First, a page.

by Danijela Gnjidic, Fiona F. Stanaway, Robert Cumming, Louise Waite, Fiona Blyth, Vasi Naganathan, David J. Handelsman, David G. Le Couteur
There is a lack of evidence on the contribution of mild cognitive impairment (MCI) to institutionalization in older adults. This study aimed to evaluate a range of risk factors including MCI of institutionalization in older men. Methods
Men aged =70 years (n?=?1705), participating in the Concord Health and Ageing in Men Project, Sydney, Australia were studied. Participants completed self-reported questionnaires and underwent comprehensive clinical assessments during 2005–2007. Institutionalization was defined as entry into a nursing home facility or hostel at any time over an average of 5 years of follow-up. Cox regression analysis was conducted to generate hazard ratios (HR) with 95% confidence intervals (CI). Results
A total of 125 (7.3%) participants were institutionalized. Piecewise Cox proportional models were generated and divided at 3.4 years (1250 days) of follow-up due to violation of the proportional hazards assumption for the association between MCI and institutionalization (?2?=?6.44, p?=?0.01). Dementia, disability in Activities of Daily Living (ADL) and Instrumental Activities of Daily Living (IADL), poor grip strength, few social interactions, being a Non-English speaking immigrant and age were predictive of institutionalization during both time periods, whereas MCI (HR?=?4.39, 95%CI 2.17–8.87) only predicted institutionalization in the period beyond 3.4 years of follow-up. Being married (HR?=?0.42, 95%CI: 0.24–0.72) was protective only during the period after 3.4 years of follow-up. Discussion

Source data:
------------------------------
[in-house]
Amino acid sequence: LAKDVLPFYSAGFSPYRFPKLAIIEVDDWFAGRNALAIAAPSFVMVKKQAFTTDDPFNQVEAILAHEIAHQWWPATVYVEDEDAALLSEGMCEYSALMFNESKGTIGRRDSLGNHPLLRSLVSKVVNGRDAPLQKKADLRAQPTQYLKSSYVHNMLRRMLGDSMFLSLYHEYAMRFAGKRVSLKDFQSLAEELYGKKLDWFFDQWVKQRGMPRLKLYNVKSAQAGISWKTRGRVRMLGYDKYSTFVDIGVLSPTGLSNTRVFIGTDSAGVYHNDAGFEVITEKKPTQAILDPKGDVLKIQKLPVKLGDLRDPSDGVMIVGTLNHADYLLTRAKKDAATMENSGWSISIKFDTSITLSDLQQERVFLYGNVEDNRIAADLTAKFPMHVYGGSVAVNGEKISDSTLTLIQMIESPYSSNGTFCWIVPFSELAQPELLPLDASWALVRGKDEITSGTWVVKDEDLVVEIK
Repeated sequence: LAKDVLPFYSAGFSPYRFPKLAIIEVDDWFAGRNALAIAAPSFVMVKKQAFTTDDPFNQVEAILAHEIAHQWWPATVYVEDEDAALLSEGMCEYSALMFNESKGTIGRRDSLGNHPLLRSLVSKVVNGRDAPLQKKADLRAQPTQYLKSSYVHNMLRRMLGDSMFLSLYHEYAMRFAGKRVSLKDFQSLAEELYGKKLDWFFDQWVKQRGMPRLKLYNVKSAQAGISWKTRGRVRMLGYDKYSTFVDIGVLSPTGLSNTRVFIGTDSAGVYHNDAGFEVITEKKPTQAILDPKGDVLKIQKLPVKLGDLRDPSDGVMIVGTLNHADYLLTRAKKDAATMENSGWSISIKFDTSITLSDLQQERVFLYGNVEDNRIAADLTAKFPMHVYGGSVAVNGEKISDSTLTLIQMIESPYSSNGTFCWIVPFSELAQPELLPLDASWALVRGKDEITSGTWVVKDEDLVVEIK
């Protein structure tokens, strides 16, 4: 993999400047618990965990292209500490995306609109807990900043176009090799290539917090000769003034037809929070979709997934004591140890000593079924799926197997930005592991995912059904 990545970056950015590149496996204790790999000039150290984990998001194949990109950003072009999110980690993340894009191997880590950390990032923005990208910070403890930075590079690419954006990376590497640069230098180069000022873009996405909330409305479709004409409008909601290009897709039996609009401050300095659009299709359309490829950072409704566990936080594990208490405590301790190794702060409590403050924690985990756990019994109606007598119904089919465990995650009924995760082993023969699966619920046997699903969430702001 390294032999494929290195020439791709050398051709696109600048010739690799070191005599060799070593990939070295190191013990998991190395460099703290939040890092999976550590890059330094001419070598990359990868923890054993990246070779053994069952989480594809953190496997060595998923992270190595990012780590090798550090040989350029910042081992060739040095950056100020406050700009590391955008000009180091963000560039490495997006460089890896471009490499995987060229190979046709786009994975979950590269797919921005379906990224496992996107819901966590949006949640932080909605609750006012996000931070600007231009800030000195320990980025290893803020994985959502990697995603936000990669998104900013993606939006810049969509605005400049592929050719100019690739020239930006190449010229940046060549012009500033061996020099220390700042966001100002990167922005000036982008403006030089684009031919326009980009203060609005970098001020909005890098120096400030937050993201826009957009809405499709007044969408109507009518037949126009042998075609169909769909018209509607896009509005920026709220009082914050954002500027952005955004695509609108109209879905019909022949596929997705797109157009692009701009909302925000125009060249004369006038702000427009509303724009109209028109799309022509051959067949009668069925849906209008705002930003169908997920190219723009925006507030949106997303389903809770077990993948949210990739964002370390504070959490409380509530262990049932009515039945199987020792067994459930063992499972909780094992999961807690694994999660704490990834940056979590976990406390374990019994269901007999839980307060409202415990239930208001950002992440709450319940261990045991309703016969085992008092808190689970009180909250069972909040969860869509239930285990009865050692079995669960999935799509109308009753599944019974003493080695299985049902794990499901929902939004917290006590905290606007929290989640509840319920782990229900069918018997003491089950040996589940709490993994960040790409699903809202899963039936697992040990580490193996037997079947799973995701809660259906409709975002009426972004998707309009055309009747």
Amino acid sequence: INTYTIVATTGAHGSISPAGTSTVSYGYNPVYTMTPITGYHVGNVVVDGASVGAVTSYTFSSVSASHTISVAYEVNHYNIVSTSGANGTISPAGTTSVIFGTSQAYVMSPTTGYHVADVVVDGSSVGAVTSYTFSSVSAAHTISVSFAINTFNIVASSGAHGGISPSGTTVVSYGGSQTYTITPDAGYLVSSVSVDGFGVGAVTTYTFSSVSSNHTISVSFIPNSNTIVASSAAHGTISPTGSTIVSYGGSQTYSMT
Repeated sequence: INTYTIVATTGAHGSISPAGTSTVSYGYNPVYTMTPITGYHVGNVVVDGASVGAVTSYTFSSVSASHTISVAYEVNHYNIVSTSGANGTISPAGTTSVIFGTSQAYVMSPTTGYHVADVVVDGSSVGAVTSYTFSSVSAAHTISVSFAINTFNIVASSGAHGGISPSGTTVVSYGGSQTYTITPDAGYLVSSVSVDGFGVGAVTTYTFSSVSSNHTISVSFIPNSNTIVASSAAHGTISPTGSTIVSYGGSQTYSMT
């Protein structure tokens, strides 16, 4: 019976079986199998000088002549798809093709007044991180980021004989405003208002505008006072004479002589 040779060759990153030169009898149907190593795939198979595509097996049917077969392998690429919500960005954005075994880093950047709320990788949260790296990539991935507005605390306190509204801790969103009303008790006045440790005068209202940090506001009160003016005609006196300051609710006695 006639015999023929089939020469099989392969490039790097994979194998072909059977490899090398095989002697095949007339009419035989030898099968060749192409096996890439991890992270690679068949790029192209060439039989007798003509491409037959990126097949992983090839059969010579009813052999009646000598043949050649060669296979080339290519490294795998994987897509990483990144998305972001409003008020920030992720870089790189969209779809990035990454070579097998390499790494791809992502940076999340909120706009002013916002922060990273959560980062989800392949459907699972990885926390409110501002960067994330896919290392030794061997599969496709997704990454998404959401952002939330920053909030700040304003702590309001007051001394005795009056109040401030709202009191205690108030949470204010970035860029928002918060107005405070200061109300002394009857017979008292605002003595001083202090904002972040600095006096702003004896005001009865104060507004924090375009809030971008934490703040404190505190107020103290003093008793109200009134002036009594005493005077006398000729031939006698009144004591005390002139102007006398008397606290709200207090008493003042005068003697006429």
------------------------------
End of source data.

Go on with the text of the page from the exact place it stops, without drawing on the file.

In this study, the strongest predictors of institutionalization were dementia, MCI, ADL and IADL disability. MCI was not a predictor of early institutionalization but became a significant predictor beyond 3.4 years of follow-up.